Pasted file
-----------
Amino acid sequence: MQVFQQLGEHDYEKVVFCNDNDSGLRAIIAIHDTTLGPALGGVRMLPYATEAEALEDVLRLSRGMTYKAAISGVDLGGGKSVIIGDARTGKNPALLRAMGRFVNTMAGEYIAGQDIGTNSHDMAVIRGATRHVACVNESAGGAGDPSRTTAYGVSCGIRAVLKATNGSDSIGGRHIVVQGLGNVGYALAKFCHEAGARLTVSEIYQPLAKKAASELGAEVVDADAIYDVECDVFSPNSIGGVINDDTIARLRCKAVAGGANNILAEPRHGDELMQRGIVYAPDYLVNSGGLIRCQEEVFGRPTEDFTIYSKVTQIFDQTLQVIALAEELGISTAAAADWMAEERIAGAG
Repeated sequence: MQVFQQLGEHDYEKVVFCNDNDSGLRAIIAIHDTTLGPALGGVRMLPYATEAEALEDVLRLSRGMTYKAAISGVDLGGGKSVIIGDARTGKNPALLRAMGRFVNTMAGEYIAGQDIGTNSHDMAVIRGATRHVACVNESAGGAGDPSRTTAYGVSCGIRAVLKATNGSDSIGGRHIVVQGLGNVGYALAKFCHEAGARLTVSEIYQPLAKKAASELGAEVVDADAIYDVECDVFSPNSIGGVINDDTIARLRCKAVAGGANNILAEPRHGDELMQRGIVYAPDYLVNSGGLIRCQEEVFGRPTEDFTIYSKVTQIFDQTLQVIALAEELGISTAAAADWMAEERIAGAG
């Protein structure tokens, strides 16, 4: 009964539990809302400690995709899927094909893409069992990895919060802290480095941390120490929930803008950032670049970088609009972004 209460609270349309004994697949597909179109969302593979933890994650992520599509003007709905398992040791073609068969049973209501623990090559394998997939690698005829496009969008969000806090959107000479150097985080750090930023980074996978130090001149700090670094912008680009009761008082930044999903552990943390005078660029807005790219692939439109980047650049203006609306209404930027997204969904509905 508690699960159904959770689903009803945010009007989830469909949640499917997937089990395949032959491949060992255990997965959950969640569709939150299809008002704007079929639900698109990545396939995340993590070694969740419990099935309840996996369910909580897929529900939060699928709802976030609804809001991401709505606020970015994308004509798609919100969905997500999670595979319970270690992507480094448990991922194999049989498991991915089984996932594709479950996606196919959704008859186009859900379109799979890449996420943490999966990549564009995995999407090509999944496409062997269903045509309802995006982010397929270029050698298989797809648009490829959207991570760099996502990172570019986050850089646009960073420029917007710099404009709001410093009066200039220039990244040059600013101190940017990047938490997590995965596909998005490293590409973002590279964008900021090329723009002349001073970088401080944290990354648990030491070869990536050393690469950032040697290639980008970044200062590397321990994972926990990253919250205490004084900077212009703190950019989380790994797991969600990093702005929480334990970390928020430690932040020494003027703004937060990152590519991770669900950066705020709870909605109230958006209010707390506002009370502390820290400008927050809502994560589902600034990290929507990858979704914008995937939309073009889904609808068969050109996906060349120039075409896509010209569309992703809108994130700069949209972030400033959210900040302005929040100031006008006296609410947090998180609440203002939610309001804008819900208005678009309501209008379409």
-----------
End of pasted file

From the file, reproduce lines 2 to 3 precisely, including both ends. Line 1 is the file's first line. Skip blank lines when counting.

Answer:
Repeated sequence: MQVFQQLGEHDYEKVVFCNDNDSGLRAIIAIHDTTLGPALGGVRMLPYATEAEALEDVLRLSRGMTYKAAISGVDLGGGKSVIIGDARTGKNPALLRAMGRFVNTMAGEYIAGQDIGTNSHDMAVIRGATRHVACVNESAGGAGDPSRTTAYGVSCGIRAVLKATNGSDSIGGRHIVVQGLGNVGYALAKFCHEAGARLTVSEIYQPLAKKAASELGAEVVDADAIYDVECDVFSPNSIGGVINDDTIARLRCKAVAGGANNILAEPRHGDELMQRGIVYAPDYLVNSGGLIRCQEEVFGRPTEDFTIYSKVTQIFDQTLQVIALAEELGISTAAAADWMAEERIAGAG
């Protein structure tokens, strides 16, 4: 009964539990809302400690995709899927094909893409069992990895919060802290480095941390120490929930803008950032670049970088609009972004 209460609270349309004994697949597909179109969302593979933890994650992520599509003007709905398992040791073609068969049973209501623990090559394998997939690698005829496009969008969000806090959107000479150097985080750090930023980074996978130090001149700090670094912008680009009761008082930044999903552990943390005078660029807005790219692939439109980047650049203006609306209404930027997204969904509905 508690699960159904959770689903009803945010009007989830469909949640499917997937089990395949032959491949060992255990997965959950969640569709939150299809008002704007079929639900698109990545396939995340993590070694969740419990099935309840996996369910909580897929529900939060699928709802976030609804809001991401709505606020970015994308004509798609919100969905997500999670595979319970270690992507480094448990991922194999049989498991991915089984996932594709479950996606196919959704008859186009859900379109799979890449996420943490999966990549564009995995999407090509999944496409062997269903045509309802995006982010397929270029050698298989797809648009490829959207991570760099996502990172570019986050850089646009960073420029917007710099404009709001410093009066200039220039990244040059600013101190940017990047938490997590995965596909998005490293590409973002590279964008900021090329723009002349001073970088401080944290990354648990030491070869990536050393690469950032040697290639980008970044200062590397321990994972926990990253919250205490004084900077212009703190950019989380790994797991969600990093702005929480334990970390928020430690932040020494003027703004937060990152590519991770669900950066705020709870909605109230958006209010707390506002009370502390820290400008927050809502994560589902600034990290929507990858979704914008995937939309073009889904609808068969050109996906060349120039075409896509010209569309992703809108994130700069949209972030400033959210900040302005929040100031006008006296609410947090998180609440203002939610309001804008819900208005678009309501209008379409």